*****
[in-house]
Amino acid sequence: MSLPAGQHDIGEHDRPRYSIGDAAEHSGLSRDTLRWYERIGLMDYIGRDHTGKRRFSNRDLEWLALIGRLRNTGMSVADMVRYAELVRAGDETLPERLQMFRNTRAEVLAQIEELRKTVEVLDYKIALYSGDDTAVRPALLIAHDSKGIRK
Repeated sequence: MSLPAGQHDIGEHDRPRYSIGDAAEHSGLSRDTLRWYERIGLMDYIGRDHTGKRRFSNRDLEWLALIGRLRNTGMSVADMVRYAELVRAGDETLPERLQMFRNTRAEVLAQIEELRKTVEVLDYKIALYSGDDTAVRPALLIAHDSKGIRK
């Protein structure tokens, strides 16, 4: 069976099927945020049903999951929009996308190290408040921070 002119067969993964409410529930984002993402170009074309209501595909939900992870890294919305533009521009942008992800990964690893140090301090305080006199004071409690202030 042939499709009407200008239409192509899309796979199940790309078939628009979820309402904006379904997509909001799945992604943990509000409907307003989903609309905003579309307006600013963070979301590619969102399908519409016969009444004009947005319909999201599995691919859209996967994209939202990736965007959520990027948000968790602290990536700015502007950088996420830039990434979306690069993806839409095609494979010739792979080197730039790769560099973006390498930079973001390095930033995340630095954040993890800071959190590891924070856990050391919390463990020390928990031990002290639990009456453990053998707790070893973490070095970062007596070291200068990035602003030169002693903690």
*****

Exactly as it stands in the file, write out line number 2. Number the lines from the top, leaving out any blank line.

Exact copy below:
Amino acid sequence: MSLPAGQHDIGEHDRPRYSIGDAAEHSGLSRDTLRWYERIGLMDYIGRDHTGKRRFSNRDLEWLALIGRLRNTGMSVADMVRYAELVRAGDETLPERLQMFRNTRAEVLAQIEELRKTVEVLDYKIALYSGDDTAVRPALLIAHDSKGIRK